Cyber Security Tips
NEWSLETTER

JUNE 2011
Volume 6, Issue 6

Securing Mobile Devices -- pdf

From the Desk of Desk of William F. Pelgrin, Chair

Newsletter for Branding

 

Big Things Come in Small Packages!

Mobile computing devices include mobile phones, IP phones, pagers, BlackBerry devices, iPhones, smart phones, and portable storage devices, such as USB drives. Some of these devices are multifunctional and may be used for voice calls, text messages, email, Internet access, and may allow access to computers and/or networks. Some also include Near Field Communication (NFC) capabilities, which allows the user to perform activities such as debit/credit card transactions or utilizing the device as a car and/or house key. Mobile computing devices have become indispensable tools for today's highly mobile society. Small and relatively inexpensive, these multifunction devices are becoming as powerful as desktop or laptop computers. While increased productivity is a positive feature for any organization, the risks associated with mobile devices can be significant and include issues stemming from human factors to technological issues.


The Risky Business of Mobility!

A significant amount of personal, private and/or sensitive information may be stored or accessed via mobile devices. The portable nature of mobile devices makes it more difficult to implement physical controls. Additionally, the fact that some employees are increasingly using their personal mobile devices for business purposes have resulted in heightened risks. Ironically, many of the risks associated with mobile devices exist because of their biggest benefit: portability. Many of these devices can store vast amounts of data, making them vulnerable to unauthorized access to the information from either interception of data in transit or theft or loss of a device. In addition to data loss, mobile computing devices carry the risk of introducing malware. Certain types of malware can infect the devices or can be used as a platform for malicious activity. Devices with onboard microphones and cameras are also vulnerable to unintended activity through publicly available tools, possibly resulting in eavesdropping or tracing the device's location. Cellular and Voice-over IP (VoIP) technologies also have vulnerabilities that can be easily exploited, resulting in intercepted calls.


What Can Be Done to Secure Mobile Computing Devices?

The protection of mobile devices must be a primary task for organizations. The following steps can help you protect your data and your mobile computing device.

  • Organizations should have a policy to address the storage of information on mobile devices, including the use of personal devices for business purposes.
  • Keep your mobile device physically secure. Millions of mobile devices are lost each year.
  • Control what data is stored on the device. Do not store unnecessary or sensitive information.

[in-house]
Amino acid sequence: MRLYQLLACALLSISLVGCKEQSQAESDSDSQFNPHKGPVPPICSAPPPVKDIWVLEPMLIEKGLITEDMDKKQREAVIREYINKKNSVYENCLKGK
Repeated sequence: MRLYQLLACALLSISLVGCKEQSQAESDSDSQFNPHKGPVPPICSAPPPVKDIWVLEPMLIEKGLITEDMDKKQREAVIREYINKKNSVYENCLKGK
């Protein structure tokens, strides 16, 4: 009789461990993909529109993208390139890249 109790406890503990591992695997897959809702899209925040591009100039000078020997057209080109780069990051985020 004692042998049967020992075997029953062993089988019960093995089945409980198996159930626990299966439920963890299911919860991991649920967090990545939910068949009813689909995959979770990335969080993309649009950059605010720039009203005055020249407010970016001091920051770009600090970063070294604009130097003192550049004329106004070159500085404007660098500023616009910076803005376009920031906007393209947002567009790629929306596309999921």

• Use a secure password or PIN to access your device. If the device is used for business purposes, you should follow the password policy issued by your organization.
  • Disable features and services that are not needed (Bluetooth, WiFi, GPS, etc). If the Bluetooth functionality is used, be sure to change the default password.
  • Enable storage encryption. This will help protect the data stored on your device in the event it is lost or stolen, assuming you have it password protected.
  • If available, consider installing anti-virus software for your mobile device. This may prevent or detect/quarantine malware specific to mobile devices.
  • Keep all system and application software patched and up-to-date. Many manufacturers frequently provide updates to address known vulnerabilities.
  • Download applications only from vendor-authorized sites. Sites offering "free games" or "ring tones" are sources for distributing malware. If used for work, follow your organization's policy on downloading software.
  • Do not open attachments from untrusted sources. Similar to the risk when using your desktop, you risk being exposed to malware when opening unexpected attachments.
  • Do not follow links to untrusted sources, especially from unsolicited email or text messages. As with your desktop, you risk being infected with malware.
  • If your device is lost, report it immediately to your carrier or organization. Some devices allow the data to be erased remotely.
  • Before disposing the device be sure to wipe all data from it. If used for work, follow your organization's policy for disposing of computer equipment.


Resources for more information:

National Cyber Alert System - Cyber Security Tip ST06-007, Defending Cell Phones and PDAs Against Attack
us-cert.gov/cas/tips/ST06-007.html

NIST Special Publication 800-124, Guidelines on Cell Phone and PDA Security
csrc.nist.gov/publications/nistpubs/800-124/SP800-124.pdf

FTC Consumer Alert - The 411 on Disposing of Your Old Cell Phone
ftc.gov/bcp/edu/pubs/consumer/alerts/alt044.shtm

ISACA White Paper - Securing Mobile Devices
isaca.org/Knowledge-Center/Research/ResearchDeliverables/Pages/Securing-Mobile-Devices.aspx


For more monthly cyber security newsletter tips, visit: www.msisac.org/awareness/news/

The information provided in the Monthly Security Tips Newsletters is intended to increase the security awareness of an organization's end users and to help them behave in a more secure manner within their work environment. While some of the tips may relate to maintaining a home computer, the increased awareness is intended to help improve the organization's overall cyber security posture. This is especially critical if employees access their work network from their home computer.

Organizations have permission and are encouraged to brand and redistribute this newsletter in whole for educational, non-commercial purposes.